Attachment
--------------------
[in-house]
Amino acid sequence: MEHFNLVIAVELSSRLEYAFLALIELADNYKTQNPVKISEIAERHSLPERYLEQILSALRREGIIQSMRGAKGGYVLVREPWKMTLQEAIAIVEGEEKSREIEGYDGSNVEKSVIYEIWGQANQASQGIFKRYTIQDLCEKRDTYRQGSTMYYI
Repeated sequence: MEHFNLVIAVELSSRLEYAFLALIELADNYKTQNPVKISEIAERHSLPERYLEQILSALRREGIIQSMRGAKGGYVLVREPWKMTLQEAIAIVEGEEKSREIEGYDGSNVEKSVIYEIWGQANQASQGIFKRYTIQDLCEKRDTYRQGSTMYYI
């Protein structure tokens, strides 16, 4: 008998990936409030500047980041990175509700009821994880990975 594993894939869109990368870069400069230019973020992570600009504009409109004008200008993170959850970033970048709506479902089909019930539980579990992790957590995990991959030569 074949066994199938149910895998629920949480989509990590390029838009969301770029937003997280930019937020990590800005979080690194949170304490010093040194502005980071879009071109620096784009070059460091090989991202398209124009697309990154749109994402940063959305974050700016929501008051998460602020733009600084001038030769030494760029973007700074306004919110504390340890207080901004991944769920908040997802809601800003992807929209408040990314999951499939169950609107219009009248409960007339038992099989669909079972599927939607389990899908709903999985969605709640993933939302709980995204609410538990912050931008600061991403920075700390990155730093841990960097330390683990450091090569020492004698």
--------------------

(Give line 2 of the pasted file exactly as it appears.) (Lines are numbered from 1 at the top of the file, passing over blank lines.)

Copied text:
Amino acid sequence: MEHFNLVIAVELSSRLEYAFLALIELADNYKTQNPVKISEIAERHSLPERYLEQILSALRREGIIQSMRGAKGGYVLVREPWKMTLQEAIAIVEGEEKSREIEGYDGSNVEKSVIYEIWGQANQASQGIFKRYTIQDLCEKRDTYRQGSTMYYI